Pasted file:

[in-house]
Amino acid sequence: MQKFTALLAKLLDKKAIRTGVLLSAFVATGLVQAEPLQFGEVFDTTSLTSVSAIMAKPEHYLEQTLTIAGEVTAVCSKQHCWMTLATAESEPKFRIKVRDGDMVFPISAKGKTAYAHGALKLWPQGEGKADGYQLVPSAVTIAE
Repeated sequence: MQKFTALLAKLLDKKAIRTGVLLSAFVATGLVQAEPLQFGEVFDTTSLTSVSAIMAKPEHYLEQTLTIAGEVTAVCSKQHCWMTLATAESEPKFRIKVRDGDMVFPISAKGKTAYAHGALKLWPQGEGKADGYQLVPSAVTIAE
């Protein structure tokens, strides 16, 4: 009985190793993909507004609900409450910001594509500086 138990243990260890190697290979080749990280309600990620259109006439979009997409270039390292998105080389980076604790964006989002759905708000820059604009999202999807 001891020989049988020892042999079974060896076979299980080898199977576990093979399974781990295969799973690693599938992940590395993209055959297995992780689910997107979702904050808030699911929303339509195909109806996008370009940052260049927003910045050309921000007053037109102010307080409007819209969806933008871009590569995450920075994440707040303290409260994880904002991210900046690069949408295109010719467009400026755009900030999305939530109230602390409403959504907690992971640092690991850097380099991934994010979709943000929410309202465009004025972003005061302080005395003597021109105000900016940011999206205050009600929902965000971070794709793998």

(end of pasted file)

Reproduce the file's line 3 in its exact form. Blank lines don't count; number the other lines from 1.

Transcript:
Repeated sequence: MQKFTALLAKLLDKKAIRTGVLLSAFVATGLVQAEPLQFGEVFDTTSLTSVSAIMAKPEHYLEQTLTIAGEVTAVCSKQHCWMTLATAESEPKFRIKVRDGDMVFPISAKGKTAYAHGALKLWPQGEGKADGYQLVPSAVTIAE